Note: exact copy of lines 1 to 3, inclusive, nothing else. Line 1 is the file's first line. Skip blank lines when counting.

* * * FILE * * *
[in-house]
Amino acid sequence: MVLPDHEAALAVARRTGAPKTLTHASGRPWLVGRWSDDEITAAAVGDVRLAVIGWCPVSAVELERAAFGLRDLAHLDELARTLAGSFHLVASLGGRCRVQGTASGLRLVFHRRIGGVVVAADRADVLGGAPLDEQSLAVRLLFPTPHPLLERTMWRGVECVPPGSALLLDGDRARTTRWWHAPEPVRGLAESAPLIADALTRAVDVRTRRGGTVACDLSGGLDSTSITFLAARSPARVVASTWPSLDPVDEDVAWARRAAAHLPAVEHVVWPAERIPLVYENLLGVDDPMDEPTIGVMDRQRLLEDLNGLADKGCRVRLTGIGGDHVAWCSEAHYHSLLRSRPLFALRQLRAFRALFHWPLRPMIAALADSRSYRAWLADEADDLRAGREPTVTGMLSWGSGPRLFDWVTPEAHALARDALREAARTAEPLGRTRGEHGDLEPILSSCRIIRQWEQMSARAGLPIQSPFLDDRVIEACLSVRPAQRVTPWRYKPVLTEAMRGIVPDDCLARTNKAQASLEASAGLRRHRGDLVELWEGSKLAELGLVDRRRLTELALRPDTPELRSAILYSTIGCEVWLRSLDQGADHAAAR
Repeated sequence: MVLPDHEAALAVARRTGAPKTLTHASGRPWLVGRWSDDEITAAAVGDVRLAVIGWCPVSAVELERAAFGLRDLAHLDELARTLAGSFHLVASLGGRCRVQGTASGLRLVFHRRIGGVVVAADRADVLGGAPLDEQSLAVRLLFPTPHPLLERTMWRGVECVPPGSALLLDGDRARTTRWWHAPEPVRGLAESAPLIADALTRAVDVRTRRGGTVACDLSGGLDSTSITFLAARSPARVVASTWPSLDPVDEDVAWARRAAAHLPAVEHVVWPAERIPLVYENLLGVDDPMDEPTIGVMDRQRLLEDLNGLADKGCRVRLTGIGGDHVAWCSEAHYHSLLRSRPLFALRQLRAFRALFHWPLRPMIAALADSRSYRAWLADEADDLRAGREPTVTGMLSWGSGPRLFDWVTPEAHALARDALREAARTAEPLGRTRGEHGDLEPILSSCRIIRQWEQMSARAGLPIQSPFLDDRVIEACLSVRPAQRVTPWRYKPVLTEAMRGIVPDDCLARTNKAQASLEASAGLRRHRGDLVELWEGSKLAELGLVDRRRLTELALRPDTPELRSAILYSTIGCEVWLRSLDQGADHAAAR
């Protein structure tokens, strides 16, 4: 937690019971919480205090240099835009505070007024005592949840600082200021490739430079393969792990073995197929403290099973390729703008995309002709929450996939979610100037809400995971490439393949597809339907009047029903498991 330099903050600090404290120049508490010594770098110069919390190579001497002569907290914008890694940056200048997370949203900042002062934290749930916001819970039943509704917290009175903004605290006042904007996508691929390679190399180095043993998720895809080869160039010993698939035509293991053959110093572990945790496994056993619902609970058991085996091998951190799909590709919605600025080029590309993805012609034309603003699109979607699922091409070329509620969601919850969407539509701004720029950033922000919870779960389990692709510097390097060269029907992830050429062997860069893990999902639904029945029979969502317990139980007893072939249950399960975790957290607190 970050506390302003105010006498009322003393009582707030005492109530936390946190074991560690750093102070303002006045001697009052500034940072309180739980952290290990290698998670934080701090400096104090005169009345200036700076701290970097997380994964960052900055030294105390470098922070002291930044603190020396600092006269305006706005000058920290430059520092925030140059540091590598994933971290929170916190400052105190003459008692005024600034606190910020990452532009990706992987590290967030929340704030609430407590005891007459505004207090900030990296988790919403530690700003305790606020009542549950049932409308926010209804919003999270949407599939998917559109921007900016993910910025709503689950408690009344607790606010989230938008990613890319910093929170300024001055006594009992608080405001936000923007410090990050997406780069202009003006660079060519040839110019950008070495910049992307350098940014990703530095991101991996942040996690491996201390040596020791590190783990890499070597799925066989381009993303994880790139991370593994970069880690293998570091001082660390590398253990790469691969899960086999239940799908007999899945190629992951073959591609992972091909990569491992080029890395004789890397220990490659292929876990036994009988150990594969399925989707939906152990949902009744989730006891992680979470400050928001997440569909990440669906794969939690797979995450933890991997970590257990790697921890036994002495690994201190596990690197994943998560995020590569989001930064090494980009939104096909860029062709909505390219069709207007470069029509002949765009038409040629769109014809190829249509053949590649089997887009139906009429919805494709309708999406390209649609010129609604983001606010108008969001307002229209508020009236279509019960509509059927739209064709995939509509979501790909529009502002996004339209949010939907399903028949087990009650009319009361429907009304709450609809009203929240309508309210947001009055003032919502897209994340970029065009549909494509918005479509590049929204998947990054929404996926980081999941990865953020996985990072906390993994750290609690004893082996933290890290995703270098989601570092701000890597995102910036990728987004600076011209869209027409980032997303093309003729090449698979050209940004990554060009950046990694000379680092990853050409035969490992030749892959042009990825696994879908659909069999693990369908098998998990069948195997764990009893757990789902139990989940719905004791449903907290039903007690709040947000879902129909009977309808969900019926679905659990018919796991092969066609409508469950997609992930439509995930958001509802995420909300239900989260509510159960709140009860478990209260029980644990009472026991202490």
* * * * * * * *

[in-house]
Amino acid sequence: MVLPDHEAALAVARRTGAPKTLTHASGRPWLVGRWSDDEITAAAVGDVRLAVIGWCPVSAVELERAAFGLRDLAHLDELARTLAGSFHLVASLGGRCRVQGTASGLRLVFHRRIGGVVVAADRADVLGGAPLDEQSLAVRLLFPTPHPLLERTMWRGVECVPPGSALLLDGDRARTTRWWHAPEPVRGLAESAPLIADALTRAVDVRTRRGGTVACDLSGGLDSTSITFLAARSPARVVASTWPSLDPVDEDVAWARRAAAHLPAVEHVVWPAERIPLVYENLLGVDDPMDEPTIGVMDRQRLLEDLNGLADKGCRVRLTGIGGDHVAWCSEAHYHSLLRSRPLFALRQLRAFRALFHWPLRPMIAALADSRSYRAWLADEADDLRAGREPTVTGMLSWGSGPRLFDWVTPEAHALARDALREAARTAEPLGRTRGEHGDLEPILSSCRIIRQWEQMSARAGLPIQSPFLDDRVIEACLSVRPAQRVTPWRYKPVLTEAMRGIVPDDCLARTNKAQASLEASAGLRRHRGDLVELWEGSKLAELGLVDRRRLTELALRPDTPELRSAILYSTIGCEVWLRSLDQGADHAAAR
Repeated sequence: MVLPDHEAALAVARRTGAPKTLTHASGRPWLVGRWSDDEITAAAVGDVRLAVIGWCPVSAVELERAAFGLRDLAHLDELARTLAGSFHLVASLGGRCRVQGTASGLRLVFHRRIGGVVVAADRADVLGGAPLDEQSLAVRLLFPTPHPLLERTMWRGVECVPPGSALLLDGDRARTTRWWHAPEPVRGLAESAPLIADALTRAVDVRTRRGGTVACDLSGGLDSTSITFLAARSPARVVASTWPSLDPVDEDVAWARRAAAHLPAVEHVVWPAERIPLVYENLLGVDDPMDEPTIGVMDRQRLLEDLNGLADKGCRVRLTGIGGDHVAWCSEAHYHSLLRSRPLFALRQLRAFRALFHWPLRPMIAALADSRSYRAWLADEADDLRAGREPTVTGMLSWGSGPRLFDWVTPEAHALARDALREAARTAEPLGRTRGEHGDLEPILSSCRIIRQWEQMSARAGLPIQSPFLDDRVIEACLSVRPAQRVTPWRYKPVLTEAMRGIVPDDCLARTNKAQASLEASAGLRRHRGDLVELWEGSKLAELGLVDRRRLTELALRPDTPELRSAILYSTIGCEVWLRSLDQGADHAAAR